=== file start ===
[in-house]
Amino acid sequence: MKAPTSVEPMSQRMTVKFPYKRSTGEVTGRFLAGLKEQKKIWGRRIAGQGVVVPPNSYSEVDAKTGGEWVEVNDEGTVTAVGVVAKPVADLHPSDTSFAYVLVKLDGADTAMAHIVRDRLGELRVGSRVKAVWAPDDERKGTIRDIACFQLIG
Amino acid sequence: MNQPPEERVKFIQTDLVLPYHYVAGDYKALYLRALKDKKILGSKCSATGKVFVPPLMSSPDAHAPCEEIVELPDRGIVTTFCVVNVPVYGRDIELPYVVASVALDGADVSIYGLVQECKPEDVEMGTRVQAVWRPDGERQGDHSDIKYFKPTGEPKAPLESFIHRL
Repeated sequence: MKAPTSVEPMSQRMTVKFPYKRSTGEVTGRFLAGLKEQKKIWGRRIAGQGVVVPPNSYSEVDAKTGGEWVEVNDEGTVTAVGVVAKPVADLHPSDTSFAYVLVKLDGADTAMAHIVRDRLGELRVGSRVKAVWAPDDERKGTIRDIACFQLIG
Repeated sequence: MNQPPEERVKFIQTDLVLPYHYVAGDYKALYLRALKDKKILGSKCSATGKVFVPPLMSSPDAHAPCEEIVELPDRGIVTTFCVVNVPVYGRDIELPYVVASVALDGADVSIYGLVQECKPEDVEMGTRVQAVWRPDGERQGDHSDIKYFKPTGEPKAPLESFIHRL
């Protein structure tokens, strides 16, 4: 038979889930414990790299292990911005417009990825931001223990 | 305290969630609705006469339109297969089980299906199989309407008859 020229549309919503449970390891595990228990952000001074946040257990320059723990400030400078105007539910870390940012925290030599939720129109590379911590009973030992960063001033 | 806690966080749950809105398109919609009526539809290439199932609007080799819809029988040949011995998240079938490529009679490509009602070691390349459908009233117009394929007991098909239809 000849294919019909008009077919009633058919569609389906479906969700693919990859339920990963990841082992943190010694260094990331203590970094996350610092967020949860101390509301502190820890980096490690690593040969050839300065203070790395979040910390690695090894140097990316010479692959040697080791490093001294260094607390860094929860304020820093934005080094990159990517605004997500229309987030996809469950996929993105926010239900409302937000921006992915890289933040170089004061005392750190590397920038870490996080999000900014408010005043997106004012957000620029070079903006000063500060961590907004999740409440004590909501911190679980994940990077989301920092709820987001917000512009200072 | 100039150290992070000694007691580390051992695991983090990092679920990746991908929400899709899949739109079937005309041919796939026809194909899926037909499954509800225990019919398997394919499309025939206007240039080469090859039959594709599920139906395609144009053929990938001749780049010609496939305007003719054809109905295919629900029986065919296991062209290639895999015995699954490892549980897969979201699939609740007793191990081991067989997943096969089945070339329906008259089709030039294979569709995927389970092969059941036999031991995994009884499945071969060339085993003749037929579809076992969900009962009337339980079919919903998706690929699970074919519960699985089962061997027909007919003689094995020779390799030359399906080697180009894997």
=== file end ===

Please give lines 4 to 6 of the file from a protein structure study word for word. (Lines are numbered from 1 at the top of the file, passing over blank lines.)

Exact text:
Repeated sequence: MKAPTSVEPMSQRMTVKFPYKRSTGEVTGRFLAGLKEQKKIWGRRIAGQGVVVPPNSYSEVDAKTGGEWVEVNDEGTVTAVGVVAKPVADLHPSDTSFAYVLVKLDGADTAMAHIVRDRLGELRVGSRVKAVWAPDDERKGTIRDIACFQLIG
Repeated sequence: MNQPPEERVKFIQTDLVLPYHYVAGDYKALYLRALKDKKILGSKCSATGKVFVPPLMSSPDAHAPCEEIVELPDRGIVTTFCVVNVPVYGRDIELPYVVASVALDGADVSIYGLVQECKPEDVEMGTRVQAVWRPDGERQGDHSDIKYFKPTGEPKAPLESFIHRL
């Protein structure tokens, strides 16, 4: 038979889930414990790299292990911005417009990825931001223990 | 305290969630609705006469339109297969089980299906199989309407008859 020229549309919503449970390891595990228990952000001074946040257990320059723990400030400078105007539910870390940012925290030599939720129109590379911590009973030992960063001033 | 806690966080749950809105398109919609009526539809290439199932609007080799819809029988040949011995998240079938490529009679490509009602070691390349459908009233117009394929007991098909239809 000849294919019909008009077919009633058919569609389906479906969700693919990859339920990963990841082992943190010694260094990331203590970094996350610092967020949860101390509301502190820890980096490690690593040969050839300065203070790395979040910390690695090894140097990316010479692959040697080791490093001294260094607390860094929860304020820093934005080094990159990517605004997500229309987030996809469950996929993105926010239900409302937000921006992915890289933040170089004061005392750190590397920038870490996080999000900014408010005043997106004012957000620029070079903006000063500060961590907004999740409440004590909501911190679980994940990077989301920092709820987001917000512009200072 | 100039150290992070000694007691580390051992695991983090990092679920990746991908929400899709899949739109079937005309041919796939026809194909899926037909499954509800225990019919398997394919499309025939206007240039080469090859039959594709599920139906395609144009053929990938001749780049010609496939305007003719054809109905295919629900029986065919296991062209290639895999015995699954490892549980897969979201699939609740007793191990081991067989997943096969089945070339329906008259089709030039294979569709995927389970092969059941036999031991995994009884499945071969060339085993003749037929579809076992969900009962009337339980079919919903998706690929699970074919519960699985089962061997027909007919003689094995020779390799030359399906080697180009894997």